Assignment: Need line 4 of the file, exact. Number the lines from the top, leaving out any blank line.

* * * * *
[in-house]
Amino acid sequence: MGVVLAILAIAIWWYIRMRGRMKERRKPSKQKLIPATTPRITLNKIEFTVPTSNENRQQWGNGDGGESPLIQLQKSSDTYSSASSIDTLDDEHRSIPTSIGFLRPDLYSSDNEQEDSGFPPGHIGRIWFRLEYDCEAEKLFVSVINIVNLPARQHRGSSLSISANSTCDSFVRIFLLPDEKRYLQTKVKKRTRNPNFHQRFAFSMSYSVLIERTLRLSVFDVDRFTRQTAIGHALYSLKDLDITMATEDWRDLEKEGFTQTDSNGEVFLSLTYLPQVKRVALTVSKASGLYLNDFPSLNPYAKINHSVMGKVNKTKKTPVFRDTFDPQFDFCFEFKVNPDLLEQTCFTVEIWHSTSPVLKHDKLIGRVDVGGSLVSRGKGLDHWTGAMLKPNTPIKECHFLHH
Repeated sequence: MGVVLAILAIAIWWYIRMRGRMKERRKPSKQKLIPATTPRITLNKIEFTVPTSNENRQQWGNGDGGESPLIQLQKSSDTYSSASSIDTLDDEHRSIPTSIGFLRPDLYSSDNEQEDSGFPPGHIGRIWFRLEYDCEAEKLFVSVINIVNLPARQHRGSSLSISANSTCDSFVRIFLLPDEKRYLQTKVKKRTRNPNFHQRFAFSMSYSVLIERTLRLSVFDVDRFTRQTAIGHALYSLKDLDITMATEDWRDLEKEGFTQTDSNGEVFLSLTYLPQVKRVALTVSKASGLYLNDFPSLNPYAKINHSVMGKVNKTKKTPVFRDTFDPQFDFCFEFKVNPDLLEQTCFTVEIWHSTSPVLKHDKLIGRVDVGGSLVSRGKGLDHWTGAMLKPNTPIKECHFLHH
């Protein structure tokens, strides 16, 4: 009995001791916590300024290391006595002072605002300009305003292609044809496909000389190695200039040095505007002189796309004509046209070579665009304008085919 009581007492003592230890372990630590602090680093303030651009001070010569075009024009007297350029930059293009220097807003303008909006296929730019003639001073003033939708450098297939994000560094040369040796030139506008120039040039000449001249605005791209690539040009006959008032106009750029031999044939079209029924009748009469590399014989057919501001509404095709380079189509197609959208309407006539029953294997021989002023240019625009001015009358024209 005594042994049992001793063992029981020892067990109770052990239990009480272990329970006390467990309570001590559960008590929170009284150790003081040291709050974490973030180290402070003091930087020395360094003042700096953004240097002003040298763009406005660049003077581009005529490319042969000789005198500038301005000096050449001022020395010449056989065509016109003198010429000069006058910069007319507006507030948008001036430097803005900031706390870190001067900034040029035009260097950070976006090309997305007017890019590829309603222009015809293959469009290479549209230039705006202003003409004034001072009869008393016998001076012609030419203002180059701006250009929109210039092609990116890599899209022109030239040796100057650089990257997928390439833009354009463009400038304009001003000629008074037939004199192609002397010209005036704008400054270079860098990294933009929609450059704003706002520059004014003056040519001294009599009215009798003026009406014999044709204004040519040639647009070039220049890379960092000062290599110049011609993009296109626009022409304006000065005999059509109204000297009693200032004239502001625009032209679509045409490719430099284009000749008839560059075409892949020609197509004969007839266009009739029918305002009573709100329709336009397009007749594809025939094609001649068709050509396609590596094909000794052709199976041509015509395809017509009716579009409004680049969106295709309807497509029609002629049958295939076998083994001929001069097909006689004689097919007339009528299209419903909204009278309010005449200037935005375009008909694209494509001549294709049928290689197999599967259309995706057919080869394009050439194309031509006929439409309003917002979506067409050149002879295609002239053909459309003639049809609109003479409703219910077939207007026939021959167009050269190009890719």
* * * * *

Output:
């Protein structure tokens, strides 16, 4: 009995001791916590300024290391006595002072605002300009305003292609044809496909000389190695200039040095505007002189796309004509046209070579665009304008085919 009581007492003592230890372990630590602090680093303030651009001070010569075009024009007297350029930059293009220097807003303008909006296929730019003639001073003033939708450098297939994000560094040369040796030139506008120039040039000449001249605005791209690539040009006959008032106009750029031999044939079209029924009748009469590399014989057919501001509404095709380079189509197609959208309407006539029953294997021989002023240019625009001015009358024209 005594042994049992001793063992029981020892067990109770052990239990009480272990329970006390467990309570001590559960008590929170009284150790003081040291709050974490973030180290402070003091930087020395360094003042700096953004240097002003040298763009406005660049003077581009005529490319042969000789005198500038301005000096050449001022020395010449056989065509016109003198010429000069006058910069007319507006507030948008001036430097803005900031706390870190001067900034040029035009260097950070976006090309997305007017890019590829309603222009015809293959469009290479549209230039705006202003003409004034001072009869008393016998001076012609030419203002180059701006250009929109210039092609990116890599899209022109030239040796100057650089990257997928390439833009354009463009400038304009001003000629008074037939004199192609002397010209005036704008400054270079860098990294933009929609450059704003706002520059004014003056040519001294009599009215009798003026009406014999044709204004040519040639647009070039220049890379960092000062290599110049011609993009296109626009022409304006000065005999059509109204000297009693200032004239502001625009032209679509045409490719430099284009000749008839560059075409892949020609197509004969007839266009009739029918305002009573709100329709336009397009007749594809025939094609001649068709050509396609590596094909000794052709199976041509015509395809017509009716579009409004680049969106295709309807497509029609002629049958295939076998083994001929001069097909006689004689097919007339009528299209419903909204009278309010005449200037935005375009008909694209494509001549294709049928290689197999599967259309995706057919080869394009050439194309031509006929439409309003917002979506067409050149002879295609002239053909459309003639049809609109003479409703219910077939207007026939021959167009050269190009890719």